Peer Tutoring

Peer tutoring allows students to work collaboratively in pairs, supporting and challenging each other toward a common goal.

Teachers considering grouping students in this manner should take into account what Rogers 2002 describes as the inverse relationship between self-esteem and motivation, where gifted and talented students have high self-esteem but less motivation when paired with a lower ability peer.

Significant achievement gains, according to Rogers 2002, are found in high ability students placed in like-ability peer tutoring sets; no gains are reported in gifted and talented students paired with lower ability learners, p. 244. Low ability dyads require more guidance.

Online Sources

http://www.hoagiesgifted.org/eric/osep/newsbriefs/news11.html
http://www.hoagiesgifted.org/eric/osep/newsbriefs/news28.html
http://www.hoagiesgifted.org/eric/faq/i-procon.html
http://www.hollingworth.org/fullincl.html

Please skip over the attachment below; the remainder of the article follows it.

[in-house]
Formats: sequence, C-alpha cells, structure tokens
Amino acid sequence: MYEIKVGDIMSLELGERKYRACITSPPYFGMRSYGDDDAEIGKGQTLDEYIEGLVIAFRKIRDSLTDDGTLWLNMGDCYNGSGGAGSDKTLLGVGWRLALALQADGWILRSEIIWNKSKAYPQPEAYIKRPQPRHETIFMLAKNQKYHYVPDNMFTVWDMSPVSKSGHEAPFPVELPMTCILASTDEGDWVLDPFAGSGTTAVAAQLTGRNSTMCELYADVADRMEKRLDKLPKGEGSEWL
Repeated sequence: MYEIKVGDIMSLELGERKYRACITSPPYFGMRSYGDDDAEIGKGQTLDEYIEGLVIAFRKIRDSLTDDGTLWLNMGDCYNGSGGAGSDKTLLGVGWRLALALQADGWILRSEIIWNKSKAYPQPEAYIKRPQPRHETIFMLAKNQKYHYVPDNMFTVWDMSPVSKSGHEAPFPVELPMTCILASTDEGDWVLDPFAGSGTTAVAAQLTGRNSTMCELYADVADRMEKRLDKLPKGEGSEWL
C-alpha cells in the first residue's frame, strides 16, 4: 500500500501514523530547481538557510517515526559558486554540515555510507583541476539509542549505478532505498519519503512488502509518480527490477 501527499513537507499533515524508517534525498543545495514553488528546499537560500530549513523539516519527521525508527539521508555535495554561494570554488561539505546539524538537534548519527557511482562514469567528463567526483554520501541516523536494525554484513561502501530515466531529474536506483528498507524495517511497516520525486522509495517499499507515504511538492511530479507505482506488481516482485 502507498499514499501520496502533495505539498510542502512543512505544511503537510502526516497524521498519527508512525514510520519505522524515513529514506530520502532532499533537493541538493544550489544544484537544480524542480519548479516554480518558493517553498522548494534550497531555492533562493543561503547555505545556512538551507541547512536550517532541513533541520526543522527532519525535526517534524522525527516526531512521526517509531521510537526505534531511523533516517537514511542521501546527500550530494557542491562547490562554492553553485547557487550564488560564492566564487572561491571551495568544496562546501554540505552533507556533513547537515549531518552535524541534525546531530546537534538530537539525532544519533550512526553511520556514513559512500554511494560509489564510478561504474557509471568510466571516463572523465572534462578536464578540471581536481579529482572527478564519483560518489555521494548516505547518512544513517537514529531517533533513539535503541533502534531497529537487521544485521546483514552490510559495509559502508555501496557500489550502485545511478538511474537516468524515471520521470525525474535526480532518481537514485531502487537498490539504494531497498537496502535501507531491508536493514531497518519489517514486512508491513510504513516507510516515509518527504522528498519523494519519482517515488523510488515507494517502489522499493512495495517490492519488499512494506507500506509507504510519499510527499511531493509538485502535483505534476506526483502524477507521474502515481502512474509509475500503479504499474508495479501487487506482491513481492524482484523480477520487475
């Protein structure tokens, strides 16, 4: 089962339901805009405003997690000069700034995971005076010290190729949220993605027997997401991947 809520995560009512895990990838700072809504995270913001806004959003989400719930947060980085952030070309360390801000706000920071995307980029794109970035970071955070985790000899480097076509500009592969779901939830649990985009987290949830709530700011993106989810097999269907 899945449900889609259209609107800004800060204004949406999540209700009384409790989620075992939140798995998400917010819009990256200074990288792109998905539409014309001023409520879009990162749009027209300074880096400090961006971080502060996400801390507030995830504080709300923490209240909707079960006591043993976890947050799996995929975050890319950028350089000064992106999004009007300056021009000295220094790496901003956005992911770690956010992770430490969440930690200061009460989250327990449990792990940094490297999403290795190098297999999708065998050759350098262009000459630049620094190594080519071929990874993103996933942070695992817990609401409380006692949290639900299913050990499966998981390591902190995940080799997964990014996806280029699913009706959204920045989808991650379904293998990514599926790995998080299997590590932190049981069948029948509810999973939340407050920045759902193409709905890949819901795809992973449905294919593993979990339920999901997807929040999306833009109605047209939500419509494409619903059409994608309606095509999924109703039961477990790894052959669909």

Research Articles

Carter, G & Jones, M.G. (1994 October). Relationship between ability paired interactions and the development of 5th graders concepts of balance. Journal of research in Science Teaching, 31, 847-856.
Clark, B. (2008). Growing up gifted. Pearson Education Inc. Upper Saddle New Jersey.
Park, S., & Oliver, J. (2009). The translation of teachers' understanding of gifted students into instructional strategies for teaching science. Journal Of Science Teacher Education, 20(4), 333-351.
Robinson, A., Shore, B. & Enersen D. (2007). Best practices in gifted education. Prufrock Press. Waco Texas.
Rogers, K.B. (2002). Re-forming gifted education. Great Potential Press. Scottsdale, Az.



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